I love the pictures of all the crazy drinks with their swizzle sticks loaded with pomegranate seeds, fresh rose petals or cherry blossom garnishes. And I usually find one or two recipes worth shaking up.
But at the same time, who has even half of the ingredients mentioned in most of the recipes? I mean items like elderflower liqueur, Velvet Faernum (a clove-spiced liqueur), bottled ginger juice (not ginger beer or ale, mind you) and passion fruit liqueur?
Yet all of those items are key to some of the recipes in “Mix Shake Stir” (Little Brown, $29.99), a glossy, collection of mixed drink recipes from Danny Meyer’s New York restaurants, which include the lauded Union Square Cafe, Gramercy Tavern and Eleven Madison Park.
For the Turf Race, to cite just one recipe, the bartender is asked to mix 3 1/2 ounces gin, preferably Hendrick’s; 1/2 ounce maraschino liqueur, preferably Luxardo; 1/2 ounce absinthe, preferably Lucid; and 1 generous dash of orange bitters (not Angostura).
All of these ideas are grouped under the laughable subtitle “Cocktails for the Home Bar.” Whose home? Certainly not Meyer’s patrons, people with Manhattan apartment so tiny that the book would take up too much space, not to mention the volume of bottles of pear cream liqueur, drunken cranberries, Campari cocktail mix, cardamom syrup, rosemary-infused pear nectar, verjus, and ginger-infused rye. I have a fairly well-stocked bar and I don’t have room for any of these.
Still, I did enjoy sipping my way through a few recipes. The few I found that weren’t too sweet, mind you. Cocktails, like very other drink nowadays, have gotten too sweet in recent years. Blame the cosmo-crazed women on “Sex in the City” or the sugar-coated American palate, but it’s hard to find a drink that isn’t sickeningly sweet. I can’t even order a margarita in San Antonio any more without asking first if it has been polluted with some sort of sweet-and-sour mix, syrup or sugar infusion.
One elixir called Hang Time mixed together muddled thyme with citrus-infused vodka and lime juice to great effect. Well, the printed recipe did call for sugar, but it was more refreshing without it.
The same is true of the Thai Basil Bliss, which gets enough sweetness from fresh pineapple that, in my opinion, makes the addition of simple syrup cloying and superfluous. To make the drink, muddle 4 basil leaves and 4 (1-inch) pineapple cubes in a shaker. Add ice. Then pour in 2 ounces silver tequila, 3/4 ounce fresh lime juice and an optional splash of sparkling wine. Strain into a chilled martini glass and garnish with a basil leaf. (Sweeten with syrup, if you must.)
Another plus of the book is a collection of bar snack recipes, from Five-Spice Cashews to Grilled Watermelon With Heirloom Tomatoes. Here’s a recipe for Dried Cherry, Bacon and Pecan Mix that the book promises is a great match with the somewhat fussy Modern Old-Fashioned, also below.
Dried Cherry, Bacon and Pecan Mix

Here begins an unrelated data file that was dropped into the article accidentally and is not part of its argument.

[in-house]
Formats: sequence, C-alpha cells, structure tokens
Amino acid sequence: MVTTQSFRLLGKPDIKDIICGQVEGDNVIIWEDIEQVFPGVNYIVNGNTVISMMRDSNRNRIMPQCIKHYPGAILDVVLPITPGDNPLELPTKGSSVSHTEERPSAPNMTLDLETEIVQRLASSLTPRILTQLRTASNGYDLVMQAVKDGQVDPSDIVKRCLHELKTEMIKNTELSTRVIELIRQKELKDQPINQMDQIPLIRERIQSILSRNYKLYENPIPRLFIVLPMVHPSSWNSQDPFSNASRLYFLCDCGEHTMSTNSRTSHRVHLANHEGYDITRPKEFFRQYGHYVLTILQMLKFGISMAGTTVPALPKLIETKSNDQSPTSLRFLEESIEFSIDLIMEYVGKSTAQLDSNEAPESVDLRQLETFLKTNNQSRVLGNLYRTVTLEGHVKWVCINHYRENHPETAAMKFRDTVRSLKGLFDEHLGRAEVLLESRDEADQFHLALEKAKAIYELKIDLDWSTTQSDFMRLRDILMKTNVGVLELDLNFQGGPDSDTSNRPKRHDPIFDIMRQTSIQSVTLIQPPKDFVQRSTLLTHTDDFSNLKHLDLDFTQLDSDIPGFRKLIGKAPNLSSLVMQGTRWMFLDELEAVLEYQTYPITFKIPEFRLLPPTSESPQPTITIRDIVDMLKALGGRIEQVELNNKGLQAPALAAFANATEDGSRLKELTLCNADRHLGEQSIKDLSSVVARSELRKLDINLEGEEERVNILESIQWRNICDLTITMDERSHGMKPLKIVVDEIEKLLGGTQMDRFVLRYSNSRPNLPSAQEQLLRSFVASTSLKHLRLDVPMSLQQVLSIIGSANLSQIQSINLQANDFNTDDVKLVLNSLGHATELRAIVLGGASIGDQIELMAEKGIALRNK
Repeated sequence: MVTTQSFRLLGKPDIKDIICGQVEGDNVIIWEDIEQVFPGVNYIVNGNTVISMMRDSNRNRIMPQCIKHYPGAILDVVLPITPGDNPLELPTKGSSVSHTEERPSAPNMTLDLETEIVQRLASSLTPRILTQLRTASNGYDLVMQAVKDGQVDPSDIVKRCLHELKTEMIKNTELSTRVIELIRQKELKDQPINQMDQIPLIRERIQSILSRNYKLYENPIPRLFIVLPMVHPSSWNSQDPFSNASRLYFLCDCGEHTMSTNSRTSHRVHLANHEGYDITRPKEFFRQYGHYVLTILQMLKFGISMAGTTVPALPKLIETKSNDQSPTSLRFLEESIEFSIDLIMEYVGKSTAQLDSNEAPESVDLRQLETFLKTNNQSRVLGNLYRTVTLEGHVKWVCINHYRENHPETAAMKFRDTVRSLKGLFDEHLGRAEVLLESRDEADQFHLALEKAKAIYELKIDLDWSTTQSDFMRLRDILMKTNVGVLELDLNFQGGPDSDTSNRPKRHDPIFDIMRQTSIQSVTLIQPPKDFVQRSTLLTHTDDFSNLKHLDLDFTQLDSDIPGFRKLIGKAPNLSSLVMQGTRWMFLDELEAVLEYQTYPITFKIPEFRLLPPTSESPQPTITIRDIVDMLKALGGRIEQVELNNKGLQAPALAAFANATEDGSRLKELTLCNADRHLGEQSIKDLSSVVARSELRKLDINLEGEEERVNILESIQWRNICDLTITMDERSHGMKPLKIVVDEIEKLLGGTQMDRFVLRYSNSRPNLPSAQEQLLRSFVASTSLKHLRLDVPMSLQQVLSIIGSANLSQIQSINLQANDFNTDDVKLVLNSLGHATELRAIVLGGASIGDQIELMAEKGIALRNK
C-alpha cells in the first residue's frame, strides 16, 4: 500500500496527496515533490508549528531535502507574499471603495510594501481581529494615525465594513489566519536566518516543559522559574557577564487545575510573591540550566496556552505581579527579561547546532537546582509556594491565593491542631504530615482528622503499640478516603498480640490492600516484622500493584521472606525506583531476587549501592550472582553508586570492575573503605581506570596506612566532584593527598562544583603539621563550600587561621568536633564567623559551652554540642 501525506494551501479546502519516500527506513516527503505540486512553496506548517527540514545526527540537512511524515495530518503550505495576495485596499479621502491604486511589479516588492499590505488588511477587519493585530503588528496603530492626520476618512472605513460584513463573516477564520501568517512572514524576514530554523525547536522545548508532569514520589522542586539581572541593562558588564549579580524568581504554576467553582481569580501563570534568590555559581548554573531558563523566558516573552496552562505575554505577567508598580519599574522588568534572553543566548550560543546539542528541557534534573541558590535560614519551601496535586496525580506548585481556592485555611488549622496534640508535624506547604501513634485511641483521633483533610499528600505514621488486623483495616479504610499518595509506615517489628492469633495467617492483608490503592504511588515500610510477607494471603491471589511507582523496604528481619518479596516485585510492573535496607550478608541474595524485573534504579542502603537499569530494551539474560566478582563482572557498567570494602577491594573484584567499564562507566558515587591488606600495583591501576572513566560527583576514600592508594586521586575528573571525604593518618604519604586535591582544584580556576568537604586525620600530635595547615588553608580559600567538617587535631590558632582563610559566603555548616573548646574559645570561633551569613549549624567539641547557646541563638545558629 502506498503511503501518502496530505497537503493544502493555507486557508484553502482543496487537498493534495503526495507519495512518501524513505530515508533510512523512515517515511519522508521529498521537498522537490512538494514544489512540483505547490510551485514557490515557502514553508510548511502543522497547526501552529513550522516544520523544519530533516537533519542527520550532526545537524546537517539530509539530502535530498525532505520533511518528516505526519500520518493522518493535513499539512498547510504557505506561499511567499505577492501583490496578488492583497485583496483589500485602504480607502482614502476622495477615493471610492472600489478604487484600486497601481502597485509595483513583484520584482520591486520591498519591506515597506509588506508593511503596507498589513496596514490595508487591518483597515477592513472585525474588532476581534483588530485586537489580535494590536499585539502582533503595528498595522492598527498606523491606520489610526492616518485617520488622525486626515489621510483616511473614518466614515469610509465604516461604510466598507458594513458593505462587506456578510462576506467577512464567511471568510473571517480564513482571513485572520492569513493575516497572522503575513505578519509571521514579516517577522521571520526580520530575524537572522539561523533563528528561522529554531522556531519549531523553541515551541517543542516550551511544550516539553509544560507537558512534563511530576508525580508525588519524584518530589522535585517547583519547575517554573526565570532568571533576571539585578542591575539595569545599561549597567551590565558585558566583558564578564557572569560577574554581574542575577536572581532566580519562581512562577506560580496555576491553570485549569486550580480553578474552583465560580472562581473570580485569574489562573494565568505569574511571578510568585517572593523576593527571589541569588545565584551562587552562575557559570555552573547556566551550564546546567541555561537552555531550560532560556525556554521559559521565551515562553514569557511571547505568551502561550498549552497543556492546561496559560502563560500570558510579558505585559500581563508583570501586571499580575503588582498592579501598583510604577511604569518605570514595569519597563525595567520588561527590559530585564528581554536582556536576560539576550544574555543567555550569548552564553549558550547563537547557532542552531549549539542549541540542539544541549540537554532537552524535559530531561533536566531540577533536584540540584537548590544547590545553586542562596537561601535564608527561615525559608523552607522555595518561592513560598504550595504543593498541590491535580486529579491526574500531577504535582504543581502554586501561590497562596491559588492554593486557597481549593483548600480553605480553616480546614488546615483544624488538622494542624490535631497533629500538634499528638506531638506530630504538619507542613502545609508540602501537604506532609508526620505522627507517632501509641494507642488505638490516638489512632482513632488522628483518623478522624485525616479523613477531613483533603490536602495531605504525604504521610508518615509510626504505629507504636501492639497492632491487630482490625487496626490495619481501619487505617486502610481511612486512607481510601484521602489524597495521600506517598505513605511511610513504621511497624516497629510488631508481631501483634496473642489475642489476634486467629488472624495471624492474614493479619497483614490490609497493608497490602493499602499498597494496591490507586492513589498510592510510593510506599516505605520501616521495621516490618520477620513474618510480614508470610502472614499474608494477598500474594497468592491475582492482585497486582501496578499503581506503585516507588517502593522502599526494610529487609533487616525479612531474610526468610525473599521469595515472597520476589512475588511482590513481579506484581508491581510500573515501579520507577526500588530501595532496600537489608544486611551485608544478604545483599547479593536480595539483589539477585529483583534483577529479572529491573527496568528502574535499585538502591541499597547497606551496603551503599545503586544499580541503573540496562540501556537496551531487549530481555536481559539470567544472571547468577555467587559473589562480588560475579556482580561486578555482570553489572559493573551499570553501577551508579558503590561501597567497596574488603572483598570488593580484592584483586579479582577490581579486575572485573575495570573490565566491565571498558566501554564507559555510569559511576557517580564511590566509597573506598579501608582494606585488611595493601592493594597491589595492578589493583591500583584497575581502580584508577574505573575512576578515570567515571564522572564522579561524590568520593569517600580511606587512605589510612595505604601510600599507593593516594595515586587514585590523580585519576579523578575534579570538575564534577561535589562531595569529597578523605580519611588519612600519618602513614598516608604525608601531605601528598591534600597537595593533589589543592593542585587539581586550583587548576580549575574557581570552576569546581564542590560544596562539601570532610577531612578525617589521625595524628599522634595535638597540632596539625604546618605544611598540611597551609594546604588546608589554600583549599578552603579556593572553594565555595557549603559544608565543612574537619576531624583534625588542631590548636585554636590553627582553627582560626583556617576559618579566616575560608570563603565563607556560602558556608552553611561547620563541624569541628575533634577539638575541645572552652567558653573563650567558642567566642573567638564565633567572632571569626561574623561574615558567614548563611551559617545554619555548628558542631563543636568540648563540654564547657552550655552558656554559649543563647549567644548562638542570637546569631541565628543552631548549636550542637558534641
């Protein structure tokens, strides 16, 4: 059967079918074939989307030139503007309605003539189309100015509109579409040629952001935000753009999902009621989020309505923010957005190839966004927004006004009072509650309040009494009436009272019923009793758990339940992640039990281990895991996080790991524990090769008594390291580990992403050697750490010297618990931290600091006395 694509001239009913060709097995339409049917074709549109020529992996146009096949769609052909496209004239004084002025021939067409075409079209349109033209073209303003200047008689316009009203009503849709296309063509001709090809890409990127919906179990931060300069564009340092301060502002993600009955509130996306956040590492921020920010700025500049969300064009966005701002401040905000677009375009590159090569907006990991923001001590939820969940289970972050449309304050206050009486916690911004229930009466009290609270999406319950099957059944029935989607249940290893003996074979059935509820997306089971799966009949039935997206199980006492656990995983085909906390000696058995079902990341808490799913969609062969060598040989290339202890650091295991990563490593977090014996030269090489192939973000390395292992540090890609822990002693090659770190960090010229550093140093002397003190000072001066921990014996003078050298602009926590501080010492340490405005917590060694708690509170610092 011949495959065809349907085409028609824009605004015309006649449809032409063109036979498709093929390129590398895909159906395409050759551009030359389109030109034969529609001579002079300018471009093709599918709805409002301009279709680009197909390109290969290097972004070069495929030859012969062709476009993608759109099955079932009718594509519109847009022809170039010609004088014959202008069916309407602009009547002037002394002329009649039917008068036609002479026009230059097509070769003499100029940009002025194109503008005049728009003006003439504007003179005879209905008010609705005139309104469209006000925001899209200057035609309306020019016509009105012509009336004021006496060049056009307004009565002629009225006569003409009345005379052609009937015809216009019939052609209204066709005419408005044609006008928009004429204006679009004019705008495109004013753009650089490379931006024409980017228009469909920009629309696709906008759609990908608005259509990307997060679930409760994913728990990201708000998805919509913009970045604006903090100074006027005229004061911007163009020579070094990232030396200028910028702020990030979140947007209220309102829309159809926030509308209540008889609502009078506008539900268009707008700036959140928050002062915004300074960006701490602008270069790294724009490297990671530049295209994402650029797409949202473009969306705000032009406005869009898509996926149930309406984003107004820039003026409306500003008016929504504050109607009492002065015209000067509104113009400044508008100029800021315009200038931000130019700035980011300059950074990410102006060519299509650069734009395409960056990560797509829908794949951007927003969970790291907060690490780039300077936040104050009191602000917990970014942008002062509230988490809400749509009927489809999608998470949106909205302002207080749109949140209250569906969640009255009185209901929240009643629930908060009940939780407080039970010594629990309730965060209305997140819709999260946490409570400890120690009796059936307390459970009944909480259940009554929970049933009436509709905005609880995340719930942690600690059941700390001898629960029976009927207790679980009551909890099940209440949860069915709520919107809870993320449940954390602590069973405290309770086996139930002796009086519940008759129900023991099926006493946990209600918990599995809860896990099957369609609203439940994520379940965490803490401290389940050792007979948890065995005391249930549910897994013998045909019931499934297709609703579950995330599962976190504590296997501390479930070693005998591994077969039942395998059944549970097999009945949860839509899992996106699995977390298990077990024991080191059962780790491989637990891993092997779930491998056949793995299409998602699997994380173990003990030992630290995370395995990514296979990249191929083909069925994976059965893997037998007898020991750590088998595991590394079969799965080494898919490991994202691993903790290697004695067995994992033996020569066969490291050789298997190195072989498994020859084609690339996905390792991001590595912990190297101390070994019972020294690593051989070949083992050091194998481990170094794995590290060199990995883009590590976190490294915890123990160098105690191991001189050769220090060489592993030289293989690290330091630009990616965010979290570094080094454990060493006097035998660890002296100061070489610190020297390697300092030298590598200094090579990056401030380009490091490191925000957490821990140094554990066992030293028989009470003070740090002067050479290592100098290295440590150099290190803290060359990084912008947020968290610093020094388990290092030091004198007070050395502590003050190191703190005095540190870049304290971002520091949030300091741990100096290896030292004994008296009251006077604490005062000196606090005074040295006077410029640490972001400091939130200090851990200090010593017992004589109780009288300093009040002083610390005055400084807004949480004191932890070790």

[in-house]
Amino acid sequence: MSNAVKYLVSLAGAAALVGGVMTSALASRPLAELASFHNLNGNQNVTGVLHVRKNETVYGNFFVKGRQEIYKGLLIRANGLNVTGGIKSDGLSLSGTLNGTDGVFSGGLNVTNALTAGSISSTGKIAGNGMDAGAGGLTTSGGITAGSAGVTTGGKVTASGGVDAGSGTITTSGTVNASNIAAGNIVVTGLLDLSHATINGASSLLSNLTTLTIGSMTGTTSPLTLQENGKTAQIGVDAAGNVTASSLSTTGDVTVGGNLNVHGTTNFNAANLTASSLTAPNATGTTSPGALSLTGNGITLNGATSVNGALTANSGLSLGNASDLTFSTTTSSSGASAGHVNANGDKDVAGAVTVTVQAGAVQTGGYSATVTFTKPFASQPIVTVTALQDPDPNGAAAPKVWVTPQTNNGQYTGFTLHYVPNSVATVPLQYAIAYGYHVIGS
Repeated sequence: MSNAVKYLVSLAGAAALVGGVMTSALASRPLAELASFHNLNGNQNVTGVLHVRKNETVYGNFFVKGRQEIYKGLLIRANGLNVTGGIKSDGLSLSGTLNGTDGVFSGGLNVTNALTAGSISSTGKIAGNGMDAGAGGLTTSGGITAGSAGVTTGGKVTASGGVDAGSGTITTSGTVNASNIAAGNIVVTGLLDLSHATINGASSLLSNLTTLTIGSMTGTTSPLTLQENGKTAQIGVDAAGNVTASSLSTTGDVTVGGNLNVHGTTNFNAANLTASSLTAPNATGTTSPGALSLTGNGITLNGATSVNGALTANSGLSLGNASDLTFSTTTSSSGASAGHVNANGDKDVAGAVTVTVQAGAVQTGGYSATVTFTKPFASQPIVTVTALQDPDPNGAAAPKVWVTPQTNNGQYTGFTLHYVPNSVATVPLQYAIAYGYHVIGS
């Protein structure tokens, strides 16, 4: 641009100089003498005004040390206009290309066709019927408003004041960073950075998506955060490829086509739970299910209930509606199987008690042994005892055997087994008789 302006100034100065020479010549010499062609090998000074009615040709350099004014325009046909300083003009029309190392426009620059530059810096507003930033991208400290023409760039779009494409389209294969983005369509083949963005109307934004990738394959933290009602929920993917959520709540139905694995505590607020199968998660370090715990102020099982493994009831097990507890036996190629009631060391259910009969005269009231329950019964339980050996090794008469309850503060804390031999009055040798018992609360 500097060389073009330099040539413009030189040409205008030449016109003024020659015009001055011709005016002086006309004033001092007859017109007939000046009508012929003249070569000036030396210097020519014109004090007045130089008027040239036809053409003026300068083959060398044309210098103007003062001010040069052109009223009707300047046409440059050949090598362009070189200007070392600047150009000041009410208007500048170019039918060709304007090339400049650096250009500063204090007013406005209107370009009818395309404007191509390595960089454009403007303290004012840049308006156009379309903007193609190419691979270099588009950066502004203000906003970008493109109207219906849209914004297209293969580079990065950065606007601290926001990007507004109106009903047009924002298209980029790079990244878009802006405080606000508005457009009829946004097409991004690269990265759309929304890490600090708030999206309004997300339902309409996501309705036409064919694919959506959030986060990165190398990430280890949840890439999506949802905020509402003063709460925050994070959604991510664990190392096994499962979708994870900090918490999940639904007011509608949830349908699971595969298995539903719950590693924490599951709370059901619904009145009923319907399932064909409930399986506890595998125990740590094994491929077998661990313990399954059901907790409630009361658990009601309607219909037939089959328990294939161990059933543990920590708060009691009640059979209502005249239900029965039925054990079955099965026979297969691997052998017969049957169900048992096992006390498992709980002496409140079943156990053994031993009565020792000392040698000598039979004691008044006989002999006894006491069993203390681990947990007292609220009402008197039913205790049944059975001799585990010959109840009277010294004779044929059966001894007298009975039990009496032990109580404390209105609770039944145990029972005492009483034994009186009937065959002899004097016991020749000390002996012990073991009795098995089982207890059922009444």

3 slices thick-cut applewood or other wood-smoked bacon
1/4 cup lightly packed dark brown sugar
1 teaspoon cayenne pepper
1/2 teaspoon ground cloves
1 pound pecan pieces, divided use
1 cup sugar
1/2 cup water
1 large egg white, lightly beaten
1 1/2 teaspoons kosher salt
1/4 teaspoon ground cloves
1/2 cup dried cherries or cranberries
1/4 cup chopped candied orange peel, optional
For the bacon: Preheat the oven to 350 degrees. Lay the bacon on a rimmed baking sheet and bake, rotating the pan after 10 minutes, until the bacon starts to crisp, about 15 minutes. Drain off any fat from the pan. In a small bowl, stir together the brown sugar, cayenne and cloves. Sprinkle the mixture on the bacon, return to the oven, and bake until the bacon is very crisp and the sugar mixture is bubbling, about 5 minutes. Transfer the bacon to a cutting board and let cool. Leave the oven on.
In a saucepan over high heat, combine 1/2 pound of pecans, sugar and water. Cook, stirring often, until the sugar melts and thickens to a syrup, 6-8 minutes. At this point, stir constantly until the sugar syrup crystallizes and is sandy, 3-5 minutes longer. Pour onto another baking sheet and let cool.
In a bowl, stir together the egg white, salt and cloves. Add the remaining pecans, toss to coat and spread on a rimmed baking sheet. Bake until lightly toasted, about 5 minutes. Let cool.
Cut the bacon into 1/2-inch pieces. In a bowl, toss together the bacon, praline, toasted pecans, cherries and orange peel, if using, and serve. The nut mix, without bacon, can be stored in an airtight container at room temperature for up to 1 week.
Makes about 5 cups.
Adapted from “Mix Shake Stir: Cocktails for the Home Bar”
The Modern Old-Fashioned
4 dried cherries, divided use
1 1/2 ounces Poire William or other pear liqueur, divided use
5 slices ripe but firm red Bosc pear
Splash of fresh lemon juice
2 ounces bourbon, preferably Michter’s
1/2 ounce simple syrup
Dash of Angostura bitters
[amazon-product]0316045128[/amazon-product]In a small bowl, soak 3 of the cherries in 1/2 ounce of the pear liqueur until plump. Thread the cherries onto a small skewer and set aside. Fill a rocks glass with ice. Muddle 4 of the pear slices, the remaining dried cherry and the lemon juice in a cocktail shaker. Add ice, then the bourbon, the remaining 1 ounce pear liqueur, the simple syrup and the bitters, and shake vigorously. Strain into the glass, garnish with the skewered cherries and the remaining pear slice and serve.
Makes 1 drink.
From “Mix Shake Stir: Cocktails for the Home Bar”